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  • Antique Machine Tools

    I was wondering if there was anyone interested in the collection, and restoration of antique metalworking machines.I have in my possesion several elderly lathes, mills, drill presses, etc.that I have used over the years, and have admired them for the quality and pride that was built into each one. Yet,as I look around, everyone seems to be preserving and collecting every item under the sun except for the machines that made them. Does
    anyone else have the same views?
    J.D. Leach
    http://thermionic.uuuq.com

  • #2
    I have several, very elderly machines with patent dates of 189x and several I'm not sure about but I'm sure they are in the early 1900's. I hope to restore each back it's orginal condition, including the paint color(if I can match the color...black). I plan on using them after restoration, as I don't want a shop of fullscale models, if they can't be used what's the point of having them.This will be a long term project
    rebuilding as I have the time and resources. I will probably continue to collect "orphans" as I run across them, since once they are gone they are gone. I am not interested selling them after restoration. Are you trying to find a home for these machines.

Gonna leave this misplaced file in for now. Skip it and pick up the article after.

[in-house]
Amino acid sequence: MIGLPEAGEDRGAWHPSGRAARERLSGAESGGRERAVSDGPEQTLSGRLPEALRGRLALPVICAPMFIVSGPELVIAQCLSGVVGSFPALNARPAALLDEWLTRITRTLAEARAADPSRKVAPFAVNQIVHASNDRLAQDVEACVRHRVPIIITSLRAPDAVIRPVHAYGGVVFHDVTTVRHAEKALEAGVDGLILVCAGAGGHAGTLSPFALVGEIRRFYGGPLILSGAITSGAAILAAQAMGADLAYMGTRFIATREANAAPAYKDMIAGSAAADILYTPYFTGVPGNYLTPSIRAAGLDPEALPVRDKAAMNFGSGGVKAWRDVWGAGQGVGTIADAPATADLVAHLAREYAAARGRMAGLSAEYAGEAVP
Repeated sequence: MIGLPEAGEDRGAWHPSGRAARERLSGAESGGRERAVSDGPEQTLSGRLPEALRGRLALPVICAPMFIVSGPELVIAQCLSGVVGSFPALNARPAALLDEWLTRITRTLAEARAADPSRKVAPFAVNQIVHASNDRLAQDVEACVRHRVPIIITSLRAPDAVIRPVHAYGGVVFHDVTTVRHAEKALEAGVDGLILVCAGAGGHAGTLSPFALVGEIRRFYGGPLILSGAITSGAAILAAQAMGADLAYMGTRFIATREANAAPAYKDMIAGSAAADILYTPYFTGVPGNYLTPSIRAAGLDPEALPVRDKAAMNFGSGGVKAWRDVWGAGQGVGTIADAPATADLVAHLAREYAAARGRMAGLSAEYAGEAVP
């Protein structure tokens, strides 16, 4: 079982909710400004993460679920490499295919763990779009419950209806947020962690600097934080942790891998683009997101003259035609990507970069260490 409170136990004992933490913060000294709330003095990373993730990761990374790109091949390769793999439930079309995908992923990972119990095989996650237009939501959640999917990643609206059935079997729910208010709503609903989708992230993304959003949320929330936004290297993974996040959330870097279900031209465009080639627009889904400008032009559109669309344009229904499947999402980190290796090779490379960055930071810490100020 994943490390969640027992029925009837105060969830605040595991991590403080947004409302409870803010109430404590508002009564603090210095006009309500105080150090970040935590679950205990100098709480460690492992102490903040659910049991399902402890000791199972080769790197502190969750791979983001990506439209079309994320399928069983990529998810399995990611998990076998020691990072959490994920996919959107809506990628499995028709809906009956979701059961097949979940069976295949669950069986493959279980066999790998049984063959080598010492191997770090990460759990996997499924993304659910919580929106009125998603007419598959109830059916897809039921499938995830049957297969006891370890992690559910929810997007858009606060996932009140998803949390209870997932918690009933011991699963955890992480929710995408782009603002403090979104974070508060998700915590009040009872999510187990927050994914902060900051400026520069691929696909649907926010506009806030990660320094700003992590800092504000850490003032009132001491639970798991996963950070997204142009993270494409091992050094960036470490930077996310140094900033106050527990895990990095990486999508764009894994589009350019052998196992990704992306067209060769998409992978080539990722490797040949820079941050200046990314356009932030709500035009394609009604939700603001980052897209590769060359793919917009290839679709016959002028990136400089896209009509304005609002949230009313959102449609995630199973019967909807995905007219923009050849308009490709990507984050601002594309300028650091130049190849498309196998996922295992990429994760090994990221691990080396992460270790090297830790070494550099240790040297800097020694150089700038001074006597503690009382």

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    • #3
      Gentlemen, I am a "newbie" both to machining and to the acquisition and restoration of old tools, however, my Father has fallen heir to a benchtop engine lathe made by Lempco of Bedford (now Cincinnati) OH sometime in the 20's or 30's. I have searched several sites for info, including a thus-far unanswered e-mail to the current Lempco for any info on this veteran. Do either of you or any of our other readers have any info on this neat old machine? TIA, the Green Frog

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      • #4
        Hi I have an old sear's lathe and I get more enjoyment from playing with that at home the I do with a very expensive cnc at work, If you are looking for a home for one of your old machines I have a little room and some time to make it run like new or if you need help fixing it I'd be glad to give what advice I can have a good day

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        • #5
          Try looking at this site, it's a really neat site with probably the most information on old machinery of any I've found: http://www.lathes.co.uk/page21.html